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Monday, December 13, 2004

 

On Curt's Post: Create a Sangha

Curt Rosengren's latest post is a brilliant reminder that we don't have to take the journey toward more purposeful and soulful work alone. It's sometimes easy to forget, though, particularly when we blaze a path where few have gone before.
Consciously creating your Sangha, both by identifying the people currently in your life that will support your journey and by reaching out and creating new connections, can have an amazing impact on what you are able to achieve.
If it's a matter of just getting started in creating your support network, find a couple of people who will be your biggest fans. For instance, my wife is my rock. She's both my most vocal supporter, but also my source for reality-checks. I can be a very "blue sky" dreamer-type and she offers the kind of "green grass" practicality that helps me assess my decisions. Yet, most importantly, as my rock I can hold on to her when everything else in my life seems to be caught up in the maelstrom. I have a spouse, but it could easily be a good friend, sibling, mentor, or parent.

Probably the harder part of creating your support network is developing new connections. Putting yourself, your ideas, your dreams out there to new contacts can be frightening. One place to start is with the folks you already know and trust. Ask them to suggest other individuals they know with whom you might connect. You'll continue to build your network steadily outward from your core of biggest fans above.

And if you're feeling particularly adventurous, you can take more dynamic action and create more networks outside of your familiar contacts. This is going to those places where other people who share your passion hang out. You might find these as networking events (a word on 'networking' below) or professional society meetings or a local coffee shop. The point is that creating a bold life of passionate work means getting out of your comfort zone and taking a risk. Consider the words of Andre Gide, French critic, essayist, & novelist:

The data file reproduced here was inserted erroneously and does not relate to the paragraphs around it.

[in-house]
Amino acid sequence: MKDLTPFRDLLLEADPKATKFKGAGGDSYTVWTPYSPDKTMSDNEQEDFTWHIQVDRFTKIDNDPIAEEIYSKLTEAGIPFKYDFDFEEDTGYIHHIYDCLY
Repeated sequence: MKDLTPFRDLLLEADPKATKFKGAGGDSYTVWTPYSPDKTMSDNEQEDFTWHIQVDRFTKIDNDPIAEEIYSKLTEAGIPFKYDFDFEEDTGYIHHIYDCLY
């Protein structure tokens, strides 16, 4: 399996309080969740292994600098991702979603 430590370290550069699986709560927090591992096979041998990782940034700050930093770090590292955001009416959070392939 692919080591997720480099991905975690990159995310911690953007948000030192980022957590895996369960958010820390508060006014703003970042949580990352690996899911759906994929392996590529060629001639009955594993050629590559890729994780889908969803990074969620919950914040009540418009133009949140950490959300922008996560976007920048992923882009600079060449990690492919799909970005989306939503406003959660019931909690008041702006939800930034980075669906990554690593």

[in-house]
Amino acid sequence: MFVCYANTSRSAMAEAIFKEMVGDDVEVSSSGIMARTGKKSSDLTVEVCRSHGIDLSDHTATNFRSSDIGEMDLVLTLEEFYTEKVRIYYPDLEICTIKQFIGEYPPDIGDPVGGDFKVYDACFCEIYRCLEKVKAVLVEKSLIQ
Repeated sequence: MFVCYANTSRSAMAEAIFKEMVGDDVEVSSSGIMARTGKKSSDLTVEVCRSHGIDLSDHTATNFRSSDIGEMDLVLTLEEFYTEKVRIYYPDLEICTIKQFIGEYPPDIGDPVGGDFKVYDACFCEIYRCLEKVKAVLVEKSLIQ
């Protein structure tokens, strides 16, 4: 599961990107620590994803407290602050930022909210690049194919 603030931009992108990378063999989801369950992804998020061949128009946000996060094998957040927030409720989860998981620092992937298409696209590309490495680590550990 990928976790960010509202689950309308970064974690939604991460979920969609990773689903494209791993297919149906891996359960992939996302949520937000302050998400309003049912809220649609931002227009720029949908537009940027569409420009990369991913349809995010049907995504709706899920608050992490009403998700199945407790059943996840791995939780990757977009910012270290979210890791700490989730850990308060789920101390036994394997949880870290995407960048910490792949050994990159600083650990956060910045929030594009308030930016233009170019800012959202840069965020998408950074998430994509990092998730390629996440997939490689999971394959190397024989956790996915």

One doesn't discover new lands without consenting to lose sight of the shore for a very long time.
And that word on networking...the concept has developed a kind of nasty connotation which is unfortunate. Rather, consider networking to be an act of relationship building, one that may not exactly bear fruit immediately. Purposeful networking is an act of cultivation, of nourishing the relationships with your contacts. It means that you give as well as receive, which is where we circle back around to Curt's posting on creating your own sangha. As others support your dreams and work, it's up to you to do the very same for them.


Categories: c.Careers; c.Community; c.Creativity


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